CalorieKing for Palm OS Review

By: Kris Keilhack
January 29, 2007

With the ever-widening waistlines and bottoms of the American populace, dieting and exercise are popular New Year’s resolutions. While yours truly is not yet in mortal danger, I had a more sedentary than usual 2006 due to a variety of factors (mostly family and work related). I made a vow to inaugurate 2007 by monitoring my caloric intake and eating more healthily while slowly transitioning into more regular exercise. Enter the CalorieKing software for Palm OS.

CalorieKing for Palm OS is just one tool amongst an impressive lineup of nutritional, exercise, diabetic, and food-related books, software programs and even pedometers offered by the Calorie King division of the Family Health Network.

CalorieKing ReviewCalorieKing is a weight los company founded by Allan Borushek, a dietitian, health educator, and author with over thirty years experience in the field. Borushek is best known for his best-selling book, The Calorie King Calorie, Fat & Carbohydrate Counter. The book is featured regularly amongst the best-seller lists of both USA Today and With over ten million books sold over the years, Allen Borushek is widely acknowledged as the "Calorie King", thus the name for his company.

CalorieKing now has a line of diet and exercise management software for Mac and Windows in addition to the Palm OS and Pocket PC mobile platforms. The CalorieKing Nutrition and Diet Manager is their most popular software app and their Palm OS version is the focus of my review here.

CalorieKing Nutrition and Diet Manager’s frequently updated food database contains over 50,000 foods and beverages. Fully integrated with the database is an easy-to-use diary for recording your daily food intake and exercise regimen as well as a powerful personal profile, which calculates an individual's recommended “calorie budget” (their term, not mine!), tuned for healthy, sustainable weight control.

Testing Methodology and Initial Results
CalorieKing requires a Palm OS device running OS 3.5 or newer with at least 8mb of free memory. The CalorieKing website lists 4.2.1 as the newest version of the app but my download of the executable installer actually loaded version 4.2.2 to my Treo.

I installed the program to my SD card in my 700p, thinking the huge food item database was going to be much, much larger. The entire app occupies only 361kb of space. The handy CKTools app is just an additional 55k and is well worth installing.

I actually installed the program on my Treo several months ago in 2006. Unfortunately, due to a variety of factors related to work and personal life, I was unable to make a concerted effort to diet or evaluate the app at the time. Knowing I wouldn’t be able to give the program the proper attention it deserved, I conveniently waited until all of the spoils of the holidays had been consumed. Then, on January 1st, I commenced my actual testing & dieting period. I also purged my pantry of unhealthy snacks and rejoined the local gym a few days later. Things were already looking up—until I got the eye-opening experience of adding up the snacks and treats one imbibes during the course of a dreary winter workday!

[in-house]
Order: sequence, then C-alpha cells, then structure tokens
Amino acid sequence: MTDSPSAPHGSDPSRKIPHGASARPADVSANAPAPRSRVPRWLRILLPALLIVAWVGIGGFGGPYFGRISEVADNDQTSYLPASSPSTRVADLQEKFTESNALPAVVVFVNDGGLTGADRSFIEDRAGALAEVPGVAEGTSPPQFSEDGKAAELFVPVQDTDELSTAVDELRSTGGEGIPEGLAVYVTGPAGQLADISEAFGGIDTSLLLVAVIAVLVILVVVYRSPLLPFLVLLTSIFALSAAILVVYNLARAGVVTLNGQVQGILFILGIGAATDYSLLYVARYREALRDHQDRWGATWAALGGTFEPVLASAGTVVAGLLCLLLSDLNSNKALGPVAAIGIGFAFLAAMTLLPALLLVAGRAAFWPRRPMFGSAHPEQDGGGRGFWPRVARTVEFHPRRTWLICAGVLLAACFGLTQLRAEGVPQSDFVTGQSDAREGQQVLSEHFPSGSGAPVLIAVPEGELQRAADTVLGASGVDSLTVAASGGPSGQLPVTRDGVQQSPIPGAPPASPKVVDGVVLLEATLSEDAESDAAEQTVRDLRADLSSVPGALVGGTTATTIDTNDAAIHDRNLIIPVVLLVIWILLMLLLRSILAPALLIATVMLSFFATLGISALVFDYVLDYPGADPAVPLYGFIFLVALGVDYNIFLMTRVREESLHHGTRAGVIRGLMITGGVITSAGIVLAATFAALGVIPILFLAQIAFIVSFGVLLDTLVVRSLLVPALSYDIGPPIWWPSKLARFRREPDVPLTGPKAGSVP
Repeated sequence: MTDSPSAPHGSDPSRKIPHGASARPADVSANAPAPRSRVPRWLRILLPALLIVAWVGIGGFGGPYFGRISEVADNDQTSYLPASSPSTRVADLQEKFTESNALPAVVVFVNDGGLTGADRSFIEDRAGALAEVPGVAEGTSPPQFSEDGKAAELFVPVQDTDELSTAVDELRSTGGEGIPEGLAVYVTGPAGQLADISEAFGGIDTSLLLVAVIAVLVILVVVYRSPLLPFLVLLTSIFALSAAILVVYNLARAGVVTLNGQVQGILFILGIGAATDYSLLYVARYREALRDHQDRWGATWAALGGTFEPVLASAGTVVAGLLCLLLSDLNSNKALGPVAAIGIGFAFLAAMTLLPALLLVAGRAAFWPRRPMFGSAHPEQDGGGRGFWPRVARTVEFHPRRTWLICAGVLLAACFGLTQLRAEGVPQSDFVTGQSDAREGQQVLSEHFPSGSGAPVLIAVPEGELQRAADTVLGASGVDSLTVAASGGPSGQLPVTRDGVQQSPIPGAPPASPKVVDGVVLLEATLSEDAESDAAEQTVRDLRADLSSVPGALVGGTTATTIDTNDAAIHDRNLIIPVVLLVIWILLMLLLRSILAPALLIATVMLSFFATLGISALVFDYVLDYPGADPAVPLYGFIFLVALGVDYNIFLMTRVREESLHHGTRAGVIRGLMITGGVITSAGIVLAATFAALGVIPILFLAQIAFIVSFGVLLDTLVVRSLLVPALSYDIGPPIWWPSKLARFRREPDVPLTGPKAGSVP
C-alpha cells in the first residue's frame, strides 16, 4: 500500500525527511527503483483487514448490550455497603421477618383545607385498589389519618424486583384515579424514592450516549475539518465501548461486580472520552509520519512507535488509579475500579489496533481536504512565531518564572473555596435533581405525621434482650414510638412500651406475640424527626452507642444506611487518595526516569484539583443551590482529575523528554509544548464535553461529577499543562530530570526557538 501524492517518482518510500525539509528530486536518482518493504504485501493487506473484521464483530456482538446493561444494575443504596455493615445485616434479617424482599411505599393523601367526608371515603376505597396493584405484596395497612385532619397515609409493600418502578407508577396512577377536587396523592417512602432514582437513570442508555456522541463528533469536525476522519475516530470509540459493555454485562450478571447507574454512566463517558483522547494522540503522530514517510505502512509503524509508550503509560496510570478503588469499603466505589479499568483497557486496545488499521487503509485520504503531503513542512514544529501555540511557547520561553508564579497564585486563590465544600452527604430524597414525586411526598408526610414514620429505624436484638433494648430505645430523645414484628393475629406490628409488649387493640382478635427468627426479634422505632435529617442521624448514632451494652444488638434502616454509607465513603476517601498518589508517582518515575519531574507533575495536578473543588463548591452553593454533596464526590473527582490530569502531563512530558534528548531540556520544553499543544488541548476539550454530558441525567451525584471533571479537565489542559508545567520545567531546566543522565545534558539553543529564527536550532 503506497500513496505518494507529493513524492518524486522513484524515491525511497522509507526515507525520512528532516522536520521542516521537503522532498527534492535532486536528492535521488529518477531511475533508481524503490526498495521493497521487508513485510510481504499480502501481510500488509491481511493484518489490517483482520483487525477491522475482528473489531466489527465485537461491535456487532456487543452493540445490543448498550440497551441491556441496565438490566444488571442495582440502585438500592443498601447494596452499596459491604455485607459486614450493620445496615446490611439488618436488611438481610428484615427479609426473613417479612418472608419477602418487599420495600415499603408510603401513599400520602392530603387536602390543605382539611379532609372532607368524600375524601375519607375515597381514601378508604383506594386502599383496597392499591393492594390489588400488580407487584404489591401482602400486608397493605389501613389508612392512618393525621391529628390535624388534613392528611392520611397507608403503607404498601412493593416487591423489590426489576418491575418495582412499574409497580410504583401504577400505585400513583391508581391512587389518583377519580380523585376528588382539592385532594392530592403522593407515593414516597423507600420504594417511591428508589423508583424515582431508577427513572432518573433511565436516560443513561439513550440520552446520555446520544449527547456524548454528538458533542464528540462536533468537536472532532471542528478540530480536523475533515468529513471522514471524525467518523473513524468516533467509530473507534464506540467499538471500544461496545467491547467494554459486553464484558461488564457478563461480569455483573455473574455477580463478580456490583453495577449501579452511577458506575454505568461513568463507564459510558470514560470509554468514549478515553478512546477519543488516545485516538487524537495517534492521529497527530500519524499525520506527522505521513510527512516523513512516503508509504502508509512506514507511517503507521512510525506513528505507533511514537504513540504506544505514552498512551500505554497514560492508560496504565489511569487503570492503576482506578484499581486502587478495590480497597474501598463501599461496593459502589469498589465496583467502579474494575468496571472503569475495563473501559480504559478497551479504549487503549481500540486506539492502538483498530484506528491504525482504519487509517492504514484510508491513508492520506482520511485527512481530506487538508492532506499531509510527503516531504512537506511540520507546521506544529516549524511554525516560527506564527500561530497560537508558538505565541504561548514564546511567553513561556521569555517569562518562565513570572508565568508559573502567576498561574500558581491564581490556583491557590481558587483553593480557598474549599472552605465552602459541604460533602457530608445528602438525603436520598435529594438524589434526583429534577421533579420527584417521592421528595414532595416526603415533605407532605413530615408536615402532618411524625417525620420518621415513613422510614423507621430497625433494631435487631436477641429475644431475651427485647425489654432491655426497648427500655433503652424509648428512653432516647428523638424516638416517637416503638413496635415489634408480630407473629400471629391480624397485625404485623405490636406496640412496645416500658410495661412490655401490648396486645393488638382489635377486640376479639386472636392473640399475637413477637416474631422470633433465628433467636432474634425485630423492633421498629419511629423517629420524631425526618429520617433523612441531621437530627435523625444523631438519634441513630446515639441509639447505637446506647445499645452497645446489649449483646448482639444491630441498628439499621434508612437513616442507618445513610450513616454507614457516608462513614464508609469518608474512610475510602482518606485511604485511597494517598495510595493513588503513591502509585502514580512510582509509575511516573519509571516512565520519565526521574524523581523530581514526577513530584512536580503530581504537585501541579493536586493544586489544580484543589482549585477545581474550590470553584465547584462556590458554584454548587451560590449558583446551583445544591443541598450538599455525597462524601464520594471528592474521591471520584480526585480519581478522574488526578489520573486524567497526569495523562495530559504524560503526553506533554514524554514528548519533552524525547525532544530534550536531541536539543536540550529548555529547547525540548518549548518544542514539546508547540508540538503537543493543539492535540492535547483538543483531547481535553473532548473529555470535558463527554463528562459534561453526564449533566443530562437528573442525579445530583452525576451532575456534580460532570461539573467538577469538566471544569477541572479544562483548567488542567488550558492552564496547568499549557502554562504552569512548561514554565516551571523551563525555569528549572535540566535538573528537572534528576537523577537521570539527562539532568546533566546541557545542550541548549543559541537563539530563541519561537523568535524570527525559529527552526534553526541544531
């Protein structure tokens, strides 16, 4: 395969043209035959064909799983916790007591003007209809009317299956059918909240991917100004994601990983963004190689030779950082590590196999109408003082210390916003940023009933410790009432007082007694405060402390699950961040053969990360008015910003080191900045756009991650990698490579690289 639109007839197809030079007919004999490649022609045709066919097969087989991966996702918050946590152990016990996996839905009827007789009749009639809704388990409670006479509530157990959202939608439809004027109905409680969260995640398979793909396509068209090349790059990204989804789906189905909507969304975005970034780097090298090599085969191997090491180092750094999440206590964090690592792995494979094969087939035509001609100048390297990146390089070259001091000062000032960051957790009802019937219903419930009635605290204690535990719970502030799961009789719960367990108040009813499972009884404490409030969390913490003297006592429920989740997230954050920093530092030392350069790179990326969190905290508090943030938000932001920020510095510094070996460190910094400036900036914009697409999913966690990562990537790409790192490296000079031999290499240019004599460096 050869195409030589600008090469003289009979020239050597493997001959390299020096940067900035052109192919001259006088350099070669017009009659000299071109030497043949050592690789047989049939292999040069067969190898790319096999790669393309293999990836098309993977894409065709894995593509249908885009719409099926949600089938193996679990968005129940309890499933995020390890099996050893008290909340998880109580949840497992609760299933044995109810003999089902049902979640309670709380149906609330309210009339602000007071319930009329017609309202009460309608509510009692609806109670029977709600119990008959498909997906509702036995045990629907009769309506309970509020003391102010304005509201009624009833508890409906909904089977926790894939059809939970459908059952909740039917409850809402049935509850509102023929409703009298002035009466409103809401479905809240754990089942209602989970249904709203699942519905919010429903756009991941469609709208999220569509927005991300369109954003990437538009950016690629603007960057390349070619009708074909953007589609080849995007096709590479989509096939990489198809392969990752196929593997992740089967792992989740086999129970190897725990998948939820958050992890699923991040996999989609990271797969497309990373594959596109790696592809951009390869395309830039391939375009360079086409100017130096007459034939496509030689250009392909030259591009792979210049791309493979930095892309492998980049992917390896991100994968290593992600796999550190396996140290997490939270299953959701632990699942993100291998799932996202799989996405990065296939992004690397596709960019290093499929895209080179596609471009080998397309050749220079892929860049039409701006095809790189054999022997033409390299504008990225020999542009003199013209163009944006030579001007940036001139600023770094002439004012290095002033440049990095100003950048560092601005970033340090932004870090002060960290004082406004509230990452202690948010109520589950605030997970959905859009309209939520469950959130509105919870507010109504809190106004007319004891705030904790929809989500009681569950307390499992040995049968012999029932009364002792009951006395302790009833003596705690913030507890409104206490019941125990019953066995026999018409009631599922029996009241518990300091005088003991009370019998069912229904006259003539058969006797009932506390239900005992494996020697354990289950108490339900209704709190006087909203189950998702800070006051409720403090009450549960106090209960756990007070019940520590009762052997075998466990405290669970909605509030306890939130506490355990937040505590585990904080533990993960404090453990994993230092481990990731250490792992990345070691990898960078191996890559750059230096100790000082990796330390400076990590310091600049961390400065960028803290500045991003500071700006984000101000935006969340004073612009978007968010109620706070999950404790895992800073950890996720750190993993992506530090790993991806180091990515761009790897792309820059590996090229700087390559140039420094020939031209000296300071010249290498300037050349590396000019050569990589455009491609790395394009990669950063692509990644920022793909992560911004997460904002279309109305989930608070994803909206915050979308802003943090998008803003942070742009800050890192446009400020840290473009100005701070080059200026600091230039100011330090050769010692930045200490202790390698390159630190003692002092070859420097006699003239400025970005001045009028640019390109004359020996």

As of January 24th, while I have managed to lose only three to four pounds, I am much more in tune with my eating habits—particularly, just HOW unhealthy certain restaurant meals can be! As a perfect example of a lesson learned as I entered my second week with the program, CalorieKing made me aware of the folly of having a healthy workday lunch (plenty of fresh greens, some grilled chicken or seafood and no carb-heavy starches) that was foolishly followed by a mid-afternoon Grande Starbucks Peppermint Mocha!

CalorieKing ReviewI’m impressed by the depth and capabilities of the CalorieKing software. It’s definitely capable of making a huge difference in one’s lifestyle. Even before the pounds start falling off from reduced intake and greater levels of exercise, a few days of diligently logging all of the snacks and sodas are certain to raise an eyebrows when the calories, carbs, and grams of fat are all accounted for! That said, I am inclined to recommend CalorieKing for its inherent health-related benefits and the data it presents rather than its technical merits as a cutting-edge piece of software.

Technical Shortcomings
While the CalorieKing software has definitely benefited from the tireless efforts of the company’s health educators and nutritionists, it has some definite shortcomings and limitations when used side-by-side with modern Palm OS application.

Graphically, the program’s “About” screen clearly shows its age with a dithered, 8-bit color backdrop and a copyright date of 2002. In addition, the iconic aspects of the UI are quite crude and sometimes ambiguous in meaning. Sometimes I’d have to spend several minutes flipping through dialog boxes, drop down menus, and tabbed icons before finding the screen I was searching for.

I’d love to a see an overhauled version 5.0 of the program designed around the ubiquitous wireless capabilities of nearly all modern Palm OS devices. In addition, the food database could be greatly expanded and the included tools enhanced to take advantage of the near-infinite storage capacities afforded by SD card capacities. I’d personally like to see some kind of included exercise coach, with actual pictorial guides to stretching and various types of activities. Native wireless integration would also be a fantastic addition, as would 5-way navigation support.

Nonetheless, CalorieKing is going to be my constant companion through 2007 as I slowly but surely make inroads on keeping my caloric intake under control and continue monitoring my activity levels in the program’s diary—always an important thing for a desk jockey like myself!

The fine folks at Calorie King are promising an updated version of the program sometime this year. I’ll be eagerly awaiting its release as this very deserving app is really in need of, ahem, a new set of shorts and running shoes to improve its overall appearance.


  • Massive database of all manner of foodstuffs, including restaurant and fast food products
  • Sodas, coffees, novelty beverages, and energy drinks included in the beverage database
  • Thorough documentation and numerous tools available at
  • Handy built-in exercise and diet logs, including BMI calculator and personal profiles.
  • Not just a weight loss tool! CK is also helpful for individuals who just want to maintain their current weight or even gain weight
  • Moderate system requirements ensure compatibility on a wide range of Palm OS devices


  • Very primitive UI and unintuitive navigation throughout the app
  • Certain brands and types of food not found in internal database. Some listings in CK’s internal database are likely out of date and do not correspond with what is published on websites or nutritional guides of some restaurants.